Toyota wants to give a new meaning to the term “company town.”
The Japanese auto giant said it will transform the 175-acre site of a former car factory in Japan into a “prototype city of the future” where it can test autonomous vehicles, innovative street design, smart home technology, robotics, and new mobility products on a population of real people who would live there full-time.
The site, which is located at the base of Mount Fuji, will be designed by famed Danish architect Bjarke Ingels. It will house up to 2,000 people, including Toyota employees and their families, and it will be powered by the company’s hydrogen fuel cell technology. Toyota CEO Akio Toyoda said at CES that the company expects to break ground at the end of 2021.
Toyota is calling the site “Woven City,” a reference to weaving together three different types of streets or pathways, each for a specific type of user. One street would be for faster vehicles only. The second would be a mix of lower-speed personal mobility vehicles, like bikes and scooters, as well as pedestrians. And the third would be a park-like promenade for pedestrians only. “These three street types weave together to form an organic grid pattern to help accelerate the testing of autonomy,” the company says.
“This is my personal ‘Field of Dream,’” Toyoda added. “‘If you build it, they will come.’”
There’s nothing new about automakers using big plots of land to build proving grounds with fake city backdrops to test out new vehicles. But what Toyota is proposing is a dramatic escalation of that concept: a real city with real people who would live within the automaker’s amped-up vision of the future.
That vision includes a lot of autonomous vehicles. Last year, Toyota first introduced its “e-Palette” concept, which was described as a “fully-automated, next generation battery electric vehicle designed to be scalable and customizable for a range of Mobility as a Service businesses.” They looked similar to transparent cargo or shipping containers on wheels that grow and shrink in size depending on their specific task.
Toyota envisions these serving a variety of functions, from typical mobility services like ride-sharing and carpooling, to less-typical purposes like serving as mobile office and retail spaces, medical clinics, hotel rooms, and more. These vehicles would congregate in centrally located plazas within Toyota’s prototype city to sell goods or provide services.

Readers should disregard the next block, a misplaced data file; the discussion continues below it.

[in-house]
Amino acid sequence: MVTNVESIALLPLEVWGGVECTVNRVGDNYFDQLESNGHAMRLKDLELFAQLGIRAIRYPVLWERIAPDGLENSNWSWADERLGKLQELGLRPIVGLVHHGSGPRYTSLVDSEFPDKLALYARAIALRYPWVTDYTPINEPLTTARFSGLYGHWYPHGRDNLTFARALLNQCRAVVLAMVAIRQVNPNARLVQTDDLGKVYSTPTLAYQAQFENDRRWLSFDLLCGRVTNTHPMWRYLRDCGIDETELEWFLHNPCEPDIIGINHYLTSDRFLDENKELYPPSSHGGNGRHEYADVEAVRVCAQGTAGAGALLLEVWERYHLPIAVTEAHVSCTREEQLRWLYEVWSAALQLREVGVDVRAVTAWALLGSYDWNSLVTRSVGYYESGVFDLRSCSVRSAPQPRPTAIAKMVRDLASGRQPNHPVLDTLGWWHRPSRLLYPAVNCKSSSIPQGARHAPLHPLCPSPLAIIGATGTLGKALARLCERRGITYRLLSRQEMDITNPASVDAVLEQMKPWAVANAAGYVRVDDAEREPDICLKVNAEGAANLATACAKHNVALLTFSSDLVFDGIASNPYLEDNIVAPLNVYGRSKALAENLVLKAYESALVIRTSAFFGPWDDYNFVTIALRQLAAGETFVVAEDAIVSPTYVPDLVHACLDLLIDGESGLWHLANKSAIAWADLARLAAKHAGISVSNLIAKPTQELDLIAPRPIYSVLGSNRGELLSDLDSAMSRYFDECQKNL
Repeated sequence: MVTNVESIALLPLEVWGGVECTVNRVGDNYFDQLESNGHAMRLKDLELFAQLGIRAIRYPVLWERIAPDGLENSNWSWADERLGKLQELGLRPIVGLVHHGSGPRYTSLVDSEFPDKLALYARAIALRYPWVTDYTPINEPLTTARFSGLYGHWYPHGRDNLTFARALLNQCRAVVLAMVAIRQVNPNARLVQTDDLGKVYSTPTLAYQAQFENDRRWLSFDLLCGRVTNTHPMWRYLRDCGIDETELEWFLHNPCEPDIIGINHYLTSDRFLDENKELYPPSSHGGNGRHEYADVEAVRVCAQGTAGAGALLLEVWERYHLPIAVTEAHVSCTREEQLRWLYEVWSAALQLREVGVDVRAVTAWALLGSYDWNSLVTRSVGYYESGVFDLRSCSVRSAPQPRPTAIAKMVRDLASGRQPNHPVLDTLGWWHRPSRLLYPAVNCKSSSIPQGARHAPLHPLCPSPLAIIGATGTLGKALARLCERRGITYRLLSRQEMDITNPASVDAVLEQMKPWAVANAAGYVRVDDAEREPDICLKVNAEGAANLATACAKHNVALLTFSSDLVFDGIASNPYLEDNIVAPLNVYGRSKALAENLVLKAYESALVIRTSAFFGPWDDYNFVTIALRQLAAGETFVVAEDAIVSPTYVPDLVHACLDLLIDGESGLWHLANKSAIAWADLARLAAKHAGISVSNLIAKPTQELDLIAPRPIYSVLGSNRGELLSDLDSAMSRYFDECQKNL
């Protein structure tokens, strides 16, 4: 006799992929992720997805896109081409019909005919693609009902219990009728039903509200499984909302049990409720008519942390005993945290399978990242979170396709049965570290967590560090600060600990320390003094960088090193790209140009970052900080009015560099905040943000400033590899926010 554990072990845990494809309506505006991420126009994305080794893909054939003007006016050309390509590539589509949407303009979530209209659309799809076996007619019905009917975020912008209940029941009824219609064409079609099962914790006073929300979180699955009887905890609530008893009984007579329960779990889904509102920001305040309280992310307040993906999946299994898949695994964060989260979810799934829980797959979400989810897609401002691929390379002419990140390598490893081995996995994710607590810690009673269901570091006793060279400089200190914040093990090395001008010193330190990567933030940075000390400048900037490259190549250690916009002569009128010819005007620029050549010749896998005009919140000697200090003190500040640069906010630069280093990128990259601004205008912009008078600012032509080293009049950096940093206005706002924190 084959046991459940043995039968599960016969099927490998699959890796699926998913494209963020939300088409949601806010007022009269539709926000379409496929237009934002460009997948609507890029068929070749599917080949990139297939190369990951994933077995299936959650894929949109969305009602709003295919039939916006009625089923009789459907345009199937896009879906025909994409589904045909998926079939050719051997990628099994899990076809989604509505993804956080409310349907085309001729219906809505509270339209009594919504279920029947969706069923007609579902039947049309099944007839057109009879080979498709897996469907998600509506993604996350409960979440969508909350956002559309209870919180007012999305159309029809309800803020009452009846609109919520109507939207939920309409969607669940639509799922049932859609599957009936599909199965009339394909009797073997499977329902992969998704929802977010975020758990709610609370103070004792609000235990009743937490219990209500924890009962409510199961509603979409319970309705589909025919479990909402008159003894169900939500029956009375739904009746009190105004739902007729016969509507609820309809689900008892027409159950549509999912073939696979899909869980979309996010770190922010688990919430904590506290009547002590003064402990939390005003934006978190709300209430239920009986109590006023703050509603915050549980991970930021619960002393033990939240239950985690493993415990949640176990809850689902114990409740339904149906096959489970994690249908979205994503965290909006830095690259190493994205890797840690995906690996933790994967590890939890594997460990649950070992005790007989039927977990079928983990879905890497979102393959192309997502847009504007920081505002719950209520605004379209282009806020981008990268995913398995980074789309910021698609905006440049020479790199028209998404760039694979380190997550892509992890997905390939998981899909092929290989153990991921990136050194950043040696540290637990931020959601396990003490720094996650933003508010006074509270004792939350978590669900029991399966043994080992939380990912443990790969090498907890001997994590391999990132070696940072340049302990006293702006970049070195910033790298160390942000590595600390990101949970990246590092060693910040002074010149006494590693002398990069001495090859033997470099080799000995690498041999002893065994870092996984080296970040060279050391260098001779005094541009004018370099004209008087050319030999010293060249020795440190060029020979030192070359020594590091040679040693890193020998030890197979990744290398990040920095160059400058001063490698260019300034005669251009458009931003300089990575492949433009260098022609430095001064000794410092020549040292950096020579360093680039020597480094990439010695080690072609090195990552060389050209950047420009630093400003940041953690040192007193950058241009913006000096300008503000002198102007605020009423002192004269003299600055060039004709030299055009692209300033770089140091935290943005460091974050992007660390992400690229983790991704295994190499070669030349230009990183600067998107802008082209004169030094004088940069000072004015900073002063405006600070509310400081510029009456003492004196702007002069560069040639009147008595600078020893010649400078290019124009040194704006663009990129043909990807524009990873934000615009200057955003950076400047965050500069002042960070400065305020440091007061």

The residencies would be equipped with smart home technology, such as in-home robotics to assist with daily living. “The homes will use sensor-based AI to check occupants’ health, take care of basic needs and enhance daily life, creating an opportunity to deploy connected technology with integrity and trust, securely and positively,” the company said.
Left unsaid, of course, was anything related to access to data, privacy, or nondisclosure agreements that residents would presumably need to sign before agreeing to live in Toyota’s up-jumped company town. Toyota already owns the land where it’s proposing to build, but selecting a population while complying with local residential rules will undoubtedly be complicated and not necessarily something the company would be well-suited to do.
Google is going through something similar with its Sidewalk Labs project in Toronto. Since it first announced in 2017, Sidewalk Labs has faced constant criticism, both from residents of Toronto and others who oppose urban profiteering by tech giants, about the opacity of its plans.
And that was just for a 12-acre lot.